By Rebecca Hersman and Sarah Minot

Humanitarian catastrophe is becoming commonplace – part of a new normal in which fragile governments, violence, and conflict now too often co-exist with large-scale humanitarian crises.

In 2016, the world faced the largest humanitarian and refugee crisis since World War II – 4.8 million refugees and 6.6 million IDPs (internally displaced persons) from the conflict in Syria alone. Now, less than one year later, extreme hunger and famine is ravaging Yemen, South Sudan, Somalia, and northwest Nigeria as more than 20 million people face the threat of starvation and famine.

Drought and other natural conditions have played a role, but for the most part we have mankind rather than Mother Nature to blame.

This crisis reflects the humanitarian consequences of violence and fragility. Weak and fragile states not only fuel conflict and instability but also promote a cascade of other security challenges – terrorist safe-havens, international crime, malign influence of regional powers and even health and humanitarian disasters.

Fractured authority, ongoing violence and limited capacity not only spawn these crises, they also hinder effective responses by the national governments and the international community.

Yet, as these crises escalate the United States and the international community may have little choice but to engage and intervene to prevent further deterioration. Unfortunately, the devastating famine spreading across East Africa may be the next crisis that can no longer be ignored.

So if traditional approaches won’t work, or at least can’t work in time, what is to be done?

A new report by the International Security Program at the Center for Strategic and International Studies examines how the United States can work within the constraints of fragile environments to address pressing security threats and objectives and meet urgent security and humanitarian needs.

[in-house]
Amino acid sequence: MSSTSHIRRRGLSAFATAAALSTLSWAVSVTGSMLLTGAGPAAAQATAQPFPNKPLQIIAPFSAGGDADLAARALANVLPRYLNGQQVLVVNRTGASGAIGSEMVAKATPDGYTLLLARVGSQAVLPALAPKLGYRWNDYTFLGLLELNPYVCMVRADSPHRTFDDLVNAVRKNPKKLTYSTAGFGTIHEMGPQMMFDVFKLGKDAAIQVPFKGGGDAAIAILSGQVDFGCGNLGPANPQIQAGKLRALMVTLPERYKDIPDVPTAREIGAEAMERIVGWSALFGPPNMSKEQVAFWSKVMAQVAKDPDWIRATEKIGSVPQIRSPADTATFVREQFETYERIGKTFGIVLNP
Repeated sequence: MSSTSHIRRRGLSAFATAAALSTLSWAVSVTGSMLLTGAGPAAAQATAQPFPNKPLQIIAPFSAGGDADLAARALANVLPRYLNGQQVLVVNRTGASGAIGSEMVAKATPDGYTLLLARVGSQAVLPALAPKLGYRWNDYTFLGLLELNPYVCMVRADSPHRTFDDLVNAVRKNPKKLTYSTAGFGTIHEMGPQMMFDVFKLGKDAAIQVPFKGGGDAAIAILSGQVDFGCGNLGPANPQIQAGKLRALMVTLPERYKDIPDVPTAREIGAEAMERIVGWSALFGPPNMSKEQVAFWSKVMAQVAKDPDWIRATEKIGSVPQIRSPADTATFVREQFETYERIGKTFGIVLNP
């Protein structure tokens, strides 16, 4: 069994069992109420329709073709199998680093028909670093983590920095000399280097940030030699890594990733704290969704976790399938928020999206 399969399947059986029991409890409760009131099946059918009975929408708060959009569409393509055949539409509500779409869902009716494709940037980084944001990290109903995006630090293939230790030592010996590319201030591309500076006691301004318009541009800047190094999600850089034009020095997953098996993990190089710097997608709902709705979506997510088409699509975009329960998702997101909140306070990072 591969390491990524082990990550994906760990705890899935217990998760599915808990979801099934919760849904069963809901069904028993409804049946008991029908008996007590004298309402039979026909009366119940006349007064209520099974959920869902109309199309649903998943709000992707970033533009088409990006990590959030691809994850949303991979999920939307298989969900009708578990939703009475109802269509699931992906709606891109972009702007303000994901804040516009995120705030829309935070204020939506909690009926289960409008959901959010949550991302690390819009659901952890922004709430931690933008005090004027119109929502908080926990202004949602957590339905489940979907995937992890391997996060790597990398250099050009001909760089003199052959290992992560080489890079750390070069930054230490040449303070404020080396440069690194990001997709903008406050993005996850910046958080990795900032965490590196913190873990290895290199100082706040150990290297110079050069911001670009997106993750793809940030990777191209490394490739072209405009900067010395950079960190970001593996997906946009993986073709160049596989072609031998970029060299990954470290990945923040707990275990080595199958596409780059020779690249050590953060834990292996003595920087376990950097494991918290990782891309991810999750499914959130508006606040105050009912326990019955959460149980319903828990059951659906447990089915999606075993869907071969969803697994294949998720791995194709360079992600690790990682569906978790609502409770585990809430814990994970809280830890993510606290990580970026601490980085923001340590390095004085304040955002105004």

The study defines and characterizes operating environments based on gaps in authority, security and capacity that emanate from state fragility and identifies key tools that allow the U.S. government to operate effectively in these environments when responding to national security crises or challenges.

The report focuses on five functional security imperatives – humanitarian emergencies, terrorism and violent extremism, great power aggression, health security crises, and international criminal violence – and illustrates each imperative through regionally or subnational defined operating environments – namely, Syria-Iraq, Libya, eastern Ukraine, West Africa, and Mexico, respectively.

Even though each crisis is unique, there are overlapping challenges and recommendations for operating that cut across security imperatives.

These commonalities can be used to develop response tools and mechanisms tailored for current or future crises, like the famine spreading through Yemen, South Sudan, Somalia and Nigeria.

It’s not clear how long the world can watch and do nothing. This crisis is not just a humanitarian disaster; the implications are far greater. The confluence of violence and fragility combined with the unfolding humanitarian dimension of the crisis is cascading instability throughout the region, weakening already unstable central governments, fueling the fragmentation of authority, and feeding terrorist safe havens. The complex and violent region makes it exceedingly difficult for the United States and its partners to reach vulnerable populations.

These states cannot absorb the shock of major events, natural or manmade, without risking a broader systemic collapse. The U.S. has a significant security interest in addressing the rapidly spreading humanitarian crisis to prevent further destabilization, and to supplement ongoing military and development investments in the region.

The affected region is characterized by fractured authority, active conflict, and extremely weak economic capacity. National governments in Yemen, South Sudan, Nigeria, and Somalia do not maintain control or authority over their territories.